U.S. faces retaliatory tariffs worldwide amid escalating global trade spat
Countries targeted by the United States to impose import tariffs have been rolling out retaliatory measures, in a sign of further escalation of trade disputes on a global scale as the administration of U.S. President Donald Trump demonstrates no intention to back off.
In a Friday morning tweet, Trump threatened a 20 percent tariff on automobile imports from the European Union (EU), saying it will be applied if the bloc’s “tariffs and trade barriers” placed on the United States “are not soon broken down and removed.”
Causing a chill in share prices of Europe’s major automaker such as Volkswagen and BMW, Trump’s announcement was a response to an earlier EU decision to impose tariffs on U.S. imports worth 2.8 billion euros (3.24 billion U.S. dollars) starting from Friday.
While those immediately effective duties have targeted American goods including steel and aluminum products, agricultural products and a combination of various other products, additional countermeasures involving 3.6 billion euros (4.18 billion dollars) worth of U.S. imports will be put into practice at a later time, the EU said.
The sum is based on EU’s calculation that earlier steel and aluminum tariffs by Washington against Brussels, which went into effect on June 1, will result in the loss of 6.4 billion euros (7.42 billion dollars) to the bloc.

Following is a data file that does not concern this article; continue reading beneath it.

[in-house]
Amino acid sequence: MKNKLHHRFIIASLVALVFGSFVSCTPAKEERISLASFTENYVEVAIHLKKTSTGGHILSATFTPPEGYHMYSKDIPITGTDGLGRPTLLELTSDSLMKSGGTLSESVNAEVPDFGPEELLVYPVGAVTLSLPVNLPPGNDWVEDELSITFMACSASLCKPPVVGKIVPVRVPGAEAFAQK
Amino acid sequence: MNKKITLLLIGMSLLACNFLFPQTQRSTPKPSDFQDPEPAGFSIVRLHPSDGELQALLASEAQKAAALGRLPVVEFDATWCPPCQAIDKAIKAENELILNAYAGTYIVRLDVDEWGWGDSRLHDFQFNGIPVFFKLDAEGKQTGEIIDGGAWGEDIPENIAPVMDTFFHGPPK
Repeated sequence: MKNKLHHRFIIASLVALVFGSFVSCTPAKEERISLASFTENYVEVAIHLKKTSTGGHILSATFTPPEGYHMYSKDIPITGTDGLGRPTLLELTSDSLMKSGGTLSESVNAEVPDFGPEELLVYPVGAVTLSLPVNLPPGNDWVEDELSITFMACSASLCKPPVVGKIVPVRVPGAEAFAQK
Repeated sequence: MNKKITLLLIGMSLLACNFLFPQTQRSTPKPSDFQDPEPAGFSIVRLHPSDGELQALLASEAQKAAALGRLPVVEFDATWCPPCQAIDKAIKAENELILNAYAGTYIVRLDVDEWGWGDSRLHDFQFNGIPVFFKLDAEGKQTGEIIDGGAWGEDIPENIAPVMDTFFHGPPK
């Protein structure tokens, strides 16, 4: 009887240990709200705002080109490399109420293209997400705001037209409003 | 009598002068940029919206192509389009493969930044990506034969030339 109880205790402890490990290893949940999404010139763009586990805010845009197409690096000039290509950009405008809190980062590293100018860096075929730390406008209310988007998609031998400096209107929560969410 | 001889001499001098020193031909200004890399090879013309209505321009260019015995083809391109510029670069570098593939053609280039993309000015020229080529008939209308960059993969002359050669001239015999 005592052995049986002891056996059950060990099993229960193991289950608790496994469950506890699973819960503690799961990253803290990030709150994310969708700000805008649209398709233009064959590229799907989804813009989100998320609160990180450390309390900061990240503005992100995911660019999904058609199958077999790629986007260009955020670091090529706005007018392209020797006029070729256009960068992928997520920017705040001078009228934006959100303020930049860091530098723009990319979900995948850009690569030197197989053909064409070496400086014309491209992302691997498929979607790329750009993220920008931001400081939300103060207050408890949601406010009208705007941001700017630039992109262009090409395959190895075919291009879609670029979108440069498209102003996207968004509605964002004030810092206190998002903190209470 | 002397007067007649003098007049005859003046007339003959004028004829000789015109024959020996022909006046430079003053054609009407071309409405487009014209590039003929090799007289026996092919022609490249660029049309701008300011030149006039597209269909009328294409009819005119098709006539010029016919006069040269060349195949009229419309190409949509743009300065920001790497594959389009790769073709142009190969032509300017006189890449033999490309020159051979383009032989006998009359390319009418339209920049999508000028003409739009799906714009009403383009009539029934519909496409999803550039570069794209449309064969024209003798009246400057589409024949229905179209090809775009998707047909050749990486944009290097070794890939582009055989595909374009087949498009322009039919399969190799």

Globally, a number of countries hit by U.S. punitive tariffs have announced their respective retaliations.
Canada, which along with the EU and Mexico is subject to U.S. tariffs, said it will, from July 1 onward, impose “dollar-for-dollar” tariffs on U.S. imports worth some 12.8 billion dollars — 25 percent on steel and 10 percent on aluminum. The retaliatory tariffs will also cover items such as maple syrup, whiskey and orange juice.
In early June, Mexico began to levy import taxes of up to 25 percent on American commodities including apples, pork trotters, cheese, as well as steel and aluminum products.
Meanwhile, the implementation of tariffs by Turkey on American goods has come into effect on Thursday, worth a total of 267 million dollars and covering 22 items, including coal, paper, walnuts, almonds, tobacco, rice, whiskey, cars, cosmetics, machinery and equipment, petrochemicals, among others.
According to Indian media reports, beginning on August 4, India will raise higher duties on U.S. imports of agricultural products, plus steel and aluminum. U.S. steel and aluminum tariffs will impact some 241 million dollars worth of India’s exports, and New Delhi expects its retaliatory measures against Washington to be proportionate.
Russia, for its part, also recently announced its own tariff measures to be applied to some of the products imported from the United States. The Russian government estimated that the U.S. steel and aluminum tariffs will see Russia lose some 537.6 million dollars in trade each year.
The Trump administration announced 25 percent of tariffs on steel and 10 percent on aluminum entering the American market from around the world.
While the tariffs generally went into effect on March 23, Trump temporarily exempted the EU, Canada and Mexico in a move largely seen as a negotiating tactic. He later refused to extend the exemption when it expired on June 1.